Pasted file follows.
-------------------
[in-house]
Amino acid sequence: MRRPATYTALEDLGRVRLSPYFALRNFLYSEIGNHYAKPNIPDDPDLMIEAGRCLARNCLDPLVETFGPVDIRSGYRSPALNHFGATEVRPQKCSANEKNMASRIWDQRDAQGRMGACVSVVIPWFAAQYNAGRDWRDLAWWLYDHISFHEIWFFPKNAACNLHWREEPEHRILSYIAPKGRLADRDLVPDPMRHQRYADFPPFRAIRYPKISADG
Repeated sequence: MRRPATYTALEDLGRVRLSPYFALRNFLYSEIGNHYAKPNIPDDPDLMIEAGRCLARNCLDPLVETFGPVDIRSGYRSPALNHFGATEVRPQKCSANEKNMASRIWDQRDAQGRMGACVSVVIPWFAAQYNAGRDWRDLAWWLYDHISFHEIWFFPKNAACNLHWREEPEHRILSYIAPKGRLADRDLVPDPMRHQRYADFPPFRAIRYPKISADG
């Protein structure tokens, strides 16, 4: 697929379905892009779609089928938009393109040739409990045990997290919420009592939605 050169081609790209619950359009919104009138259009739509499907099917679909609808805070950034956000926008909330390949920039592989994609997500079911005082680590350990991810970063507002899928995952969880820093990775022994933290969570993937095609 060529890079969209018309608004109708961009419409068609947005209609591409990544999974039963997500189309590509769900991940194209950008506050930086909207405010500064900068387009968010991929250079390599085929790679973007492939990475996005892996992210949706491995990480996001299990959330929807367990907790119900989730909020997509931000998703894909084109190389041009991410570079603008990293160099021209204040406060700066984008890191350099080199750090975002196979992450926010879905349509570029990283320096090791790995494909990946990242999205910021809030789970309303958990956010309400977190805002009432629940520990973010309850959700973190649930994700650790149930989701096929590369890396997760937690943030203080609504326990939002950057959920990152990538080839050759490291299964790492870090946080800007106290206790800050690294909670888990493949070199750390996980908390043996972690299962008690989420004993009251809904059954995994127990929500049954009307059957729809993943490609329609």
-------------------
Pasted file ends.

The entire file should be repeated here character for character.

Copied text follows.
[in-house]
Amino acid sequence: MRRPATYTALEDLGRVRLSPYFALRNFLYSEIGNHYAKPNIPDDPDLMIEAGRCLARNCLDPLVETFGPVDIRSGYRSPALNHFGATEVRPQKCSANEKNMASRIWDQRDAQGRMGACVSVVIPWFAAQYNAGRDWRDLAWWLYDHISFHEIWFFPKNAACNLHWREEPEHRILSYIAPKGRLADRDLVPDPMRHQRYADFPPFRAIRYPKISADG
Repeated sequence: MRRPATYTALEDLGRVRLSPYFALRNFLYSEIGNHYAKPNIPDDPDLMIEAGRCLARNCLDPLVETFGPVDIRSGYRSPALNHFGATEVRPQKCSANEKNMASRIWDQRDAQGRMGACVSVVIPWFAAQYNAGRDWRDLAWWLYDHISFHEIWFFPKNAACNLHWREEPEHRILSYIAPKGRLADRDLVPDPMRHQRYADFPPFRAIRYPKISADG
């Protein structure tokens, strides 16, 4: 697929379905892009779609089928938009393109040739409990045990997290919420009592939605 050169081609790209619950359009919104009138259009739509499907099917679909609808805070950034956000926008909330390949920039592989994609997500079911005082680590350990991810970063507002899928995952969880820093990775022994933290969570993937095609 060529890079969209018309608004109708961009419409068609947005209609591409990544999974039963997500189309590509769900991940194209950008506050930086909207405010500064900068387009968010991929250079390599085929790679973007492939990475996005892996992210949706491995990480996001299990959330929807367990907790119900989730909020997509931000998703894909084109190389041009991410570079603008990293160099021209204040406060700066984008890191350099080199750090975002196979992450926010879905349509570029990283320096090791790995494909990946990242999205910021809030789970309303958990956010309400977190805002009432629940520990973010309850959700973190649930994700650790149930989701096929590369890396997760937690943030203080609504326990939002950057959920990152990538080839050759490291299964790492870090946080800007106290206790800050690294909670888990493949070199750390996980908390043996972690299962008690989420004993009251809904059954995994127990929500049954009307059957729809993943490609329609």